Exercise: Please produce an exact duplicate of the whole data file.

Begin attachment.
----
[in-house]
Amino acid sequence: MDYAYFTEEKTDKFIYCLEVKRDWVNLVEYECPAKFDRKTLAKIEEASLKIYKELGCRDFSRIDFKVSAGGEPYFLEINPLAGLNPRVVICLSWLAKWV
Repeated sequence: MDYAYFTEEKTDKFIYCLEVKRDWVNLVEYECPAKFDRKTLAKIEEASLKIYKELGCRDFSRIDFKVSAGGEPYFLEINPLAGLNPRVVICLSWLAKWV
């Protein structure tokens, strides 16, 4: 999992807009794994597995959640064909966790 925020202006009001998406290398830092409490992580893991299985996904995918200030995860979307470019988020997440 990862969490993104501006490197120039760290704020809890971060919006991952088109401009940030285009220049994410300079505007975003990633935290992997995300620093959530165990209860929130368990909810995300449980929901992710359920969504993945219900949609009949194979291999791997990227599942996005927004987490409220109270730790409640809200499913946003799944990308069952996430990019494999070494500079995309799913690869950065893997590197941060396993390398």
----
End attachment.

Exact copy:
[in-house]
Amino acid sequence: MDYAYFTEEKTDKFIYCLEVKRDWVNLVEYECPAKFDRKTLAKIEEASLKIYKELGCRDFSRIDFKVSAGGEPYFLEINPLAGLNPRVVICLSWLAKWV
Repeated sequence: MDYAYFTEEKTDKFIYCLEVKRDWVNLVEYECPAKFDRKTLAKIEEASLKIYKELGCRDFSRIDFKVSAGGEPYFLEINPLAGLNPRVVICLSWLAKWV
């Protein structure tokens, strides 16, 4: 999992807009794994597995959640064909966790 925020202006009001998406290398830092409490992580893991299985996904995918200030995860979307470019988020997440 990862969490993104501006490197120039760290704020809890971060919006991952088109401009940030285009220049994410300079505007975003990633935290992997995300620093959530165990209860929130368990909810995300449980929901992710359920969504993945219900949609009949194979291999791997990227599942996005927004987490409220109270730790409640809200499913946003799944990308069952996430990019494999070494500079995309799913690869950065893997590197941060396993390398």